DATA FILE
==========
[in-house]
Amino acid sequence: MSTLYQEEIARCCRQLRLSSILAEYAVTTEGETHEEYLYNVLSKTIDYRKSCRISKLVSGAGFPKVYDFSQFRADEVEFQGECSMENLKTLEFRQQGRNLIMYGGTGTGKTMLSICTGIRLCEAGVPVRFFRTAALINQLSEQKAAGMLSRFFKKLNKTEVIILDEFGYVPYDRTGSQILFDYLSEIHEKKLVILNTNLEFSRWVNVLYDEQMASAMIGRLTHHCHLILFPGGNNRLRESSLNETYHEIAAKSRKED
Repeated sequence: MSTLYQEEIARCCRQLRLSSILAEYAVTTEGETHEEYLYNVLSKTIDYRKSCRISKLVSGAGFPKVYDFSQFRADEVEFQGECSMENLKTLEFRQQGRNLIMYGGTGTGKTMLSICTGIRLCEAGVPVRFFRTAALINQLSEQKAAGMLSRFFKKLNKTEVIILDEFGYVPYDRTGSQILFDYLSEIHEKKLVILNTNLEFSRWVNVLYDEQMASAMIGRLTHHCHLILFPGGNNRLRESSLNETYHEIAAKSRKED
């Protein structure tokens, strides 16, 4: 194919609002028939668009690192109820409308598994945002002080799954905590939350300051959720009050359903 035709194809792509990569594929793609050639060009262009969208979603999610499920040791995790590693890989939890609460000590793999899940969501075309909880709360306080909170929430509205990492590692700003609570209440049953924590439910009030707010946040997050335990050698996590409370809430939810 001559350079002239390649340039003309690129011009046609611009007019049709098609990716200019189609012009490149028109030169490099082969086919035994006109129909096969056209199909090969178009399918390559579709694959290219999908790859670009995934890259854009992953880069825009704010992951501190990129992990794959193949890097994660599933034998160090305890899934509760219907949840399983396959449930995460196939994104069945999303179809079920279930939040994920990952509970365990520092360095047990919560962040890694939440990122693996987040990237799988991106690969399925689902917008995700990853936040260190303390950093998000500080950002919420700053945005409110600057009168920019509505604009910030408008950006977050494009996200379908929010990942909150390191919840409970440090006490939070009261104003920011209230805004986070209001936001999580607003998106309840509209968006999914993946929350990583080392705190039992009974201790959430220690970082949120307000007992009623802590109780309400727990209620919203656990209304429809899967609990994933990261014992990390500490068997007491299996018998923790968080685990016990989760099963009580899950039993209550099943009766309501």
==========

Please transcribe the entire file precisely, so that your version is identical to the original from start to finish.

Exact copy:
[in-house]
Amino acid sequence: MSTLYQEEIARCCRQLRLSSILAEYAVTTEGETHEEYLYNVLSKTIDYRKSCRISKLVSGAGFPKVYDFSQFRADEVEFQGECSMENLKTLEFRQQGRNLIMYGGTGTGKTMLSICTGIRLCEAGVPVRFFRTAALINQLSEQKAAGMLSRFFKKLNKTEVIILDEFGYVPYDRTGSQILFDYLSEIHEKKLVILNTNLEFSRWVNVLYDEQMASAMIGRLTHHCHLILFPGGNNRLRESSLNETYHEIAAKSRKED
Repeated sequence: MSTLYQEEIARCCRQLRLSSILAEYAVTTEGETHEEYLYNVLSKTIDYRKSCRISKLVSGAGFPKVYDFSQFRADEVEFQGECSMENLKTLEFRQQGRNLIMYGGTGTGKTMLSICTGIRLCEAGVPVRFFRTAALINQLSEQKAAGMLSRFFKKLNKTEVIILDEFGYVPYDRTGSQILFDYLSEIHEKKLVILNTNLEFSRWVNVLYDEQMASAMIGRLTHHCHLILFPGGNNRLRESSLNETYHEIAAKSRKED
């Protein structure tokens, strides 16, 4: 194919609002028939668009690192109820409308598994945002002080799954905590939350300051959720009050359903 035709194809792509990569594929793609050639060009262009969208979603999610499920040791995790590693890989939890609460000590793999899940969501075309909880709360306080909170929430509205990492590692700003609570209440049953924590439910009030707010946040997050335990050698996590409370809430939810 001559350079002239390649340039003309690129011009046609611009007019049709098609990716200019189609012009490149028109030169490099082969086919035994006109129909096969056209199909090969178009399918390559579709694959290219999908790859670009995934890259854009992953880069825009704010992951501190990129992990794959193949890097994660599933034998160090305890899934509760219907949840399983396959449930995460196939994104069945999303179809079920279930939040994920990952509970365990520092360095047990919560962040890694939440990122693996987040990237799988991106690969399925689902917008995700990853936040260190303390950093998000500080950002919420700053945005409110600057009168920019509505604009910030408008950006977050494009996200379908929010990942909150390191919840409970440090006490939070009261104003920011209230805004986070209001936001999580607003998106309840509209968006999914993946929350990583080392705190039992009974201790959430220690970082949120307000007992009623802590109780309400727990209620919203656990209304429809899967609990994933990261014992990390500490068997007491299996018998923790968080685990016990989760099963009580899950039993209550099943009766309501």